The Bowring Park Cantilever Bridge is a modern, concrete structure located within Bowring Park, at 100 Bowring Park Road, St. John’s, NL. The designation is confined to the footprint of the bridge.
Statement of Significance
Formal Recognition Type
Registered Heritage Structure
Bowring Park Cantilever Bridge was designated a Registered Heritage Structure by the Heritage Foundation of Newfoundland and Labrador in 2020 due to its aesthetic and historic value.
Bowring Park Cantilever Bridge is a modernist, concrete structure dating from 1960, that is noteworthy for its bold, innovative modern design and the role of its nationally and internationally prominent designers.
Bowring Park is the largest municipal park within the City of St. John’s, established in 1914 by the Bowring Brothers and presented to the City in 1924. In 1958 the City of St. John’s commissioned a report by the Montreal-based firm of Van Ginkel Associates to develop a master plan that would propose a significant expansion of the park to include new amenities such as: a swimming pool, boating pond, playground, tennis courts, pedestrian bridge and road bridge. To accommodate the park expansion, new pedestrian and vehicular bridges were required to span the existing CN railway line that would run through the middle of the newly-envisioned park. The design for the Bowring Park Cantilever Bridge was spearheaded by Van Ginkel Associates of Montreal. Blanche van Ginkel, one of the principles of the firm associated with the pedestrian bridge design, was one of Canada’s prominent early female architects as well as an educator and urban planner. Van Ginkel Associates had been invited by Joey Smallwood, Newfoundland’s premier from 1949-1972, to work on two other planning projects in Newfoundland.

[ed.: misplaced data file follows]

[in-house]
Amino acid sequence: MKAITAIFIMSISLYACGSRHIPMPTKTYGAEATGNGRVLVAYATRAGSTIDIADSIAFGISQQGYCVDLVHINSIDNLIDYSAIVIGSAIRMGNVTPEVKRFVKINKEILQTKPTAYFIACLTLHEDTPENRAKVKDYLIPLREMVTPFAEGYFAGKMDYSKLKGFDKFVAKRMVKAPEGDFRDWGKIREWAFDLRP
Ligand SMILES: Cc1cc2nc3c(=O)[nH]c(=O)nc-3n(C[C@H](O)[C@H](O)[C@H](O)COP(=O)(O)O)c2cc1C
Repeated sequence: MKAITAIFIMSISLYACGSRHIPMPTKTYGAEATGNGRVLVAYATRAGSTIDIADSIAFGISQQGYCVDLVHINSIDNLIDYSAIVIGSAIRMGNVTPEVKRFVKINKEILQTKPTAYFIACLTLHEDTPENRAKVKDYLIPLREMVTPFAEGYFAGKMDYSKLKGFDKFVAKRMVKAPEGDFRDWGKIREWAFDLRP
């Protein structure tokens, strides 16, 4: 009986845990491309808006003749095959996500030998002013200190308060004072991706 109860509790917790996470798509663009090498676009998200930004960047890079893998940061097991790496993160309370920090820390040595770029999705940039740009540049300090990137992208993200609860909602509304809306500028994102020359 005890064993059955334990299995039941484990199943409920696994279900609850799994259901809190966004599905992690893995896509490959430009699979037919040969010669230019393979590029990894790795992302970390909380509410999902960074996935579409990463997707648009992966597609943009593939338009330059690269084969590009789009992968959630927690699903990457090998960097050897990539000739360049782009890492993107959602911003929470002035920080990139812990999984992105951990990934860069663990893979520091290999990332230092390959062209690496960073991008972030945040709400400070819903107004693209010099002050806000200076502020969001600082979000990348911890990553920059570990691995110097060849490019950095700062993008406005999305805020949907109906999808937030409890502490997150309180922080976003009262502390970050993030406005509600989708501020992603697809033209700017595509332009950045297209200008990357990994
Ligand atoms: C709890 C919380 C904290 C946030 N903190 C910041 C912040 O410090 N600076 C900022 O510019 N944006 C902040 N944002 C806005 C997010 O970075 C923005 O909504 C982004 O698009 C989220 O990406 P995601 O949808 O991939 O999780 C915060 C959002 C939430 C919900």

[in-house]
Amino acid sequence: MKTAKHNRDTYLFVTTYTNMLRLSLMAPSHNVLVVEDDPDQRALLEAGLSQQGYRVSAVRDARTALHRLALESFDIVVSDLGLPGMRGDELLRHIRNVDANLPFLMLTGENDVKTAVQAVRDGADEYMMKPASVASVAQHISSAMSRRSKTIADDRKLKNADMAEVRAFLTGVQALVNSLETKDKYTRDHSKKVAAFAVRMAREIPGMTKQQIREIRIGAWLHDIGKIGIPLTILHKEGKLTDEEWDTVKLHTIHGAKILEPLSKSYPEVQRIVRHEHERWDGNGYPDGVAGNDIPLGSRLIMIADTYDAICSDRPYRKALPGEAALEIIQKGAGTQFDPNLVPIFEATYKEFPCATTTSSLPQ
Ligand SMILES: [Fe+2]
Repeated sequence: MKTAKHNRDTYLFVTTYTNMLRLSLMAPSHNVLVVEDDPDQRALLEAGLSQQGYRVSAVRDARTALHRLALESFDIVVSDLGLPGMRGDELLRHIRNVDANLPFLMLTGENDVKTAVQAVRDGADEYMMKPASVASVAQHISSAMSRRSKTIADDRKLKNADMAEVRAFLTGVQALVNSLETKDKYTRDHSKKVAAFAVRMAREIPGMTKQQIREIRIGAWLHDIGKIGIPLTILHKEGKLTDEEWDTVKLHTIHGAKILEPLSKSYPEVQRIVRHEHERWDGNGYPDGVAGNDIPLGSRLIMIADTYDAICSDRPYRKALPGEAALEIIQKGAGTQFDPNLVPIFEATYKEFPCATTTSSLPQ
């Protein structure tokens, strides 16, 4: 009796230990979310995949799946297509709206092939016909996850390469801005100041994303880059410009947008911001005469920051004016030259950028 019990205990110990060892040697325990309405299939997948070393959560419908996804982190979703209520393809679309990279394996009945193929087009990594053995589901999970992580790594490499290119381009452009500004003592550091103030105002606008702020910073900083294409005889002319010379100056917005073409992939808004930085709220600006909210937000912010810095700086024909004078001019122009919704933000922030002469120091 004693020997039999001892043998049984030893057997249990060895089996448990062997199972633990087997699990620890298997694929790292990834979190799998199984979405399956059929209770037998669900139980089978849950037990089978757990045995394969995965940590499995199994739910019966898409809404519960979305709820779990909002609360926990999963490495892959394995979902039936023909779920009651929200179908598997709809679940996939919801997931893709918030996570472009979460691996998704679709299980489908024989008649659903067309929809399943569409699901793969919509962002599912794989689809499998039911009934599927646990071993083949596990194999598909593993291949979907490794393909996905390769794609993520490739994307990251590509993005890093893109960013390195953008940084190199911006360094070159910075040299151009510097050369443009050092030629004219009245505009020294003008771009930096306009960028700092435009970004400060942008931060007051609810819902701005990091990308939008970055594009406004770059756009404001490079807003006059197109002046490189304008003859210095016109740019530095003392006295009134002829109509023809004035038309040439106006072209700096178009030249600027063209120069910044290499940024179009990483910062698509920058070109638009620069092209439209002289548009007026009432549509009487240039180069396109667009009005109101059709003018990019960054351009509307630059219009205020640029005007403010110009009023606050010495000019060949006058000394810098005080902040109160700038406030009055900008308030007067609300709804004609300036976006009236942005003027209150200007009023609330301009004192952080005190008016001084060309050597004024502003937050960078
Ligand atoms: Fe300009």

The van Ginkel’s invited the internationally recognized engineering firm of Ove Arup and Partners – who became well-known for their work on the Sydney Opera House – to undertake the engineering work on the pedestrian bridge. The more well-known Arup has sometimes received credit for the bridge design but, according to Blanche Lemco van Ginkel, she and her husband, Sandy van Ginkel, worked with Ove Arup personally, and he was always generous about acknowledging Blanche and Sandy as the designers.
The bridge follows the modernist design precept that ”form follows function.” In other words, the design integrity comes from the form meeting the function in a harmonious way without added decoration. The design made use of contemporary materials and new construction technology. As such, it represented a bold modern addition to an Edwardian park landscape. The bridge was constructed of reinforced concrete, the entire load being carried on a single support at the lower end. The long bridging section was hinged at its extremity and counter-balanced by the lower section creating a cantilever that does not quite touch the ground at the upper end. This formed a connection between the low terrain at the south of the park to the higher terrain within the original park. The raw finish of the concrete was complemented by the refined detailing of the railings made of bronze with a teak shaped, wood handrail. The van Ginkel’s stated that they “did not apply any particular theories to the design of Bowing Park,” however, Blanche had developed her own modernist theories of urban aesthetics through her association with the Team Ten, an international platform for modern architects.
Blanche van Ginkel was awarded the Massey Medal, recognizing outstanding examples of Canadian achievement in the field of architecture, for the bridge’s design in 1964.
After the CNR shut down its Newfoundland operations in 1988 and the railway tracks were removed, the pedestrian bridge now crosses the Newfoundland T’Railway Provincial Park walking path. Its visibility has been somewhat diminished by recent landscaping and overgrown vegetation.
Source: Heritage Foundation of Newfoundland and Labrador property file “St. John’s – Bowring Park Cantilever Bridge – FPT NL-5327”
Character Defining Elements
All original features which relate to the age and style including:
-load carried by one single support (cantilever);
-differing handrail profiles.
Location and History
City of St. John's
100 Bowring Park Road
1960 - 1960
Van Ginkel Associates